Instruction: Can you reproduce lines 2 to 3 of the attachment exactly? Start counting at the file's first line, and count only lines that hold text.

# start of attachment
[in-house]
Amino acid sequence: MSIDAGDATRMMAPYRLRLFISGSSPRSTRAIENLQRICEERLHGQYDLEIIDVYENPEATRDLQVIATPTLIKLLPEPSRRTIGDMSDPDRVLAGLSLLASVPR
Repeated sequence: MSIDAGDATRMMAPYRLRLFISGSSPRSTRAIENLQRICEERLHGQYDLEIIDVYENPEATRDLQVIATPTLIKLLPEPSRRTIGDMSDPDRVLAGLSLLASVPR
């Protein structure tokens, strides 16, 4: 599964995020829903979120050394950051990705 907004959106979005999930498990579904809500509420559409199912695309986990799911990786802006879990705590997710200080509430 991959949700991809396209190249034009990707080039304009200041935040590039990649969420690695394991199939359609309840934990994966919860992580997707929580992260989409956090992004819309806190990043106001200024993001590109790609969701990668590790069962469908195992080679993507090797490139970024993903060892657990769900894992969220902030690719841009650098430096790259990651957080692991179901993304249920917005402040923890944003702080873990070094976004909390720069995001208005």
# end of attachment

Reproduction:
Amino acid sequence: MSIDAGDATRMMAPYRLRLFISGSSPRSTRAIENLQRICEERLHGQYDLEIIDVYENPEATRDLQVIATPTLIKLLPEPSRRTIGDMSDPDRVLAGLSLLASVPR
Repeated sequence: MSIDAGDATRMMAPYRLRLFISGSSPRSTRAIENLQRICEERLHGQYDLEIIDVYENPEATRDLQVIATPTLIKLLPEPSRRTIGDMSDPDRVLAGLSLLASVPR